J.B. Spins

Jazz, film, and improvised culture.

Thursday, October 02, 2014

NYFF ’14: Letters to Max

It is a would-be separatist state, born out of ethnic cleansing. At least, that is OSCE’s judgment and the UN somewhat mutedly concurs. Tellingly, only human rights-challenged Russia, Venezuela, and Nicaragua as well as foreign aid-seeking Nauru officially recognize the Georgian breakaway territory. Yet, somehow Parisian-based American expat filmmaker Eric Baudelaire struck up a correspondence with former Abkhazian foreign minister Maxim Gvinjia, using their exchanges as the structure of his docu-essay Letters to Max (trailer here), which screens as a Projections selection at the 52nd New York Film Festival.

Frankly, Abkhazia does not even meet the dubious separatist standard asserted by the majority Russians in Ukrainian Crimea. Before the 1992-1993 separatist war, Abkhazia’s population was roughly fifty percent ethnic Georgian and only one quarter ethnic Abkhazian. Of course, that would change drastically. Eventually, Baudelaire will ask Gvinjia tough questions about the expulsion of Georgians, but he starts with a full hour of softballs.

It is clear why Gvinjia was relatively successful in politics. He is a natural story teller, blessed with a reassuring voice. According to the film’s meta-conceit, Baudelaire sent Gvinjia a letter, just to see whether it would reach him. In turn, Gvinjia responded with the first of the audio tapes heard throughout the film, which Baudelaire later married up with appropriate travelogue video of Abkhazia.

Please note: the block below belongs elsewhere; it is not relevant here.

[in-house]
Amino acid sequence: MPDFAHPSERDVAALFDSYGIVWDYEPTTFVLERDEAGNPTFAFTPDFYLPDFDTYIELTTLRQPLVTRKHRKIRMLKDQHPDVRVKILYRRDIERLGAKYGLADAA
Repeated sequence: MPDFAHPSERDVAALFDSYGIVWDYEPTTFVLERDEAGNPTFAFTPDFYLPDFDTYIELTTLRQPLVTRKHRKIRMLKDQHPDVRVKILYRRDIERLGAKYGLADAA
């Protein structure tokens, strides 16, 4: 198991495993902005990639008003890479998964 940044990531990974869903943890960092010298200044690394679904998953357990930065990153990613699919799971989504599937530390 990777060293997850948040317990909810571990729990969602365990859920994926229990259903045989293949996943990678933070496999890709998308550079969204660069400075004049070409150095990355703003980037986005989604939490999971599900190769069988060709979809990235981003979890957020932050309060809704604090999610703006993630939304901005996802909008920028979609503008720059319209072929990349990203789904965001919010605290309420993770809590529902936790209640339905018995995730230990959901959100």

We hear a bit about Gvinjia’s war experiences and his nostalgia for the old Soviet Union, somewhat more about his family life, and revisit the watershed day Russia formally announced their recognition of Abkhazia. He also recounts the first official Abkhazian state visit to Nicaragua and Venezuela. Honestly, it is nice to know, as late as 2008, there was still a bureaucrat in the State Department with enough gumption to freeze Abkhazia’s funds in the U.S. after they spent a daylong stopover in Cuba.

In all fairness, Baudelaire deserves credit for seriously raising human rights issues in the last fifteen minutes. He does not merely ask a one-off question about the forced expulsion of Georgians just so he can say he did it. He has real follow-ups as well. He even challenges the appropriateness of the lack of Georgian voices counterbalancing Gvinjia, but he picks the darnedest time to raise doubts about his fundamental concept. Arguably, these exchanges should have come up front, to provide context for everything that would follow. Even so, Baudelaire never really delves into graphic reports of ethnic cleansing massacres.

All this probably makes Letters sound far more provocative and extreme than it really is. It shares no kinship with Triumph of the Will. However, it certainly offers a dubious political entity an opportunity to try to score propaganda points. Highly problematic, Letters to Max is not recommended when it screens this Saturday (10/4) at the Beale, as part of this year’s NYFF.

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